The recent cases in France and Sweden have led Europe to reinforce their epidemiological investigation in four key areas: food source identification, collaborative trace-back investigations, awareness-raising among clinical practitioners and public health advice. A joint task force was established by the European Food Safety Authority comprised of its own experts as well as those from the commission, member states, the European Centre for Disease Prevention and Control and the World health Organisation - with the aim of conducting trace-back investigations. The investigations determined that the source of the outbreak was imported seeds from Egypt.
An outbreak is by definition, sudden and often unpredictable. But some lessons could be drawn from this experience to improve current preparation and response strategies, so as to ensure even greater efficacy in the event of future outbreaks. Public communication strategies should be strengthened for early warning and response. They should be made in a cautious and effective manner in combination with stringent containment measures in order to avoid widespread panic. The importance of a sound public communication strategy became apparent during the outbreak of Severe Acute Respiratory Syndrome in Asia and was emphasised during the recent H1N1 pandemic.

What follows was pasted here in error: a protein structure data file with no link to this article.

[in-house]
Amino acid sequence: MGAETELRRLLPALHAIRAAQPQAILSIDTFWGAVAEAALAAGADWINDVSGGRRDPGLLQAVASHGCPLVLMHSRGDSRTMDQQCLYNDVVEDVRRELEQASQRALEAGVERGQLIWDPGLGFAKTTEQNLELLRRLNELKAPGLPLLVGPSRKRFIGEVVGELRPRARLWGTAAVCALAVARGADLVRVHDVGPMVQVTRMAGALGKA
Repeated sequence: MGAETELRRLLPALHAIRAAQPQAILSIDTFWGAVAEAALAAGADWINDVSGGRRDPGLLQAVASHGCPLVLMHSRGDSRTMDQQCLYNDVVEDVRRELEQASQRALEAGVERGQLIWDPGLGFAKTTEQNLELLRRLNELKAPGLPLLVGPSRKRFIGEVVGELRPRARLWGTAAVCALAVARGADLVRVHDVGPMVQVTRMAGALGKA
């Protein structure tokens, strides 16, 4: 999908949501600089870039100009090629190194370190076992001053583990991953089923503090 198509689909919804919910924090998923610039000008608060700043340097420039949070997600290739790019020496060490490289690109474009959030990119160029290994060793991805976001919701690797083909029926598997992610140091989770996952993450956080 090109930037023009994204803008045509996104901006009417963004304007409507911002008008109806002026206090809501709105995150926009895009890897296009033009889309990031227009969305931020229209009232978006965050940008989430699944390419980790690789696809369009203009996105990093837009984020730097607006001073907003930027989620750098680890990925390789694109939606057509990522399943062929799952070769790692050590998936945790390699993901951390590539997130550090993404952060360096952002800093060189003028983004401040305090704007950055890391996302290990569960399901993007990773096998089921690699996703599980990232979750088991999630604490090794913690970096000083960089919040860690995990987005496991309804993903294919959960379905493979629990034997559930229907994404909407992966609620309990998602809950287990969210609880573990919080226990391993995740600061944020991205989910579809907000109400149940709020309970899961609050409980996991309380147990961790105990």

The former showed that there was correlation between communication strategies adopted by different countries and the success of a country in dealing with SARS. Countries that communicated the risk by delivering factual and timely information to the public, as was the case in Singapore and Vietnam, were able to successfully reverse the situation. By contrast, the pandemic alert issued in response to the H1N1 outbreak created public panic and triggered stringent public health measures in different countries. Although the pandemic proved to be milder than had been expected, the reactive measures affected non-health sectors - such as transportation, due to travel restrictions and mandatory quarantine procedures, and education - due to the closure of public schools.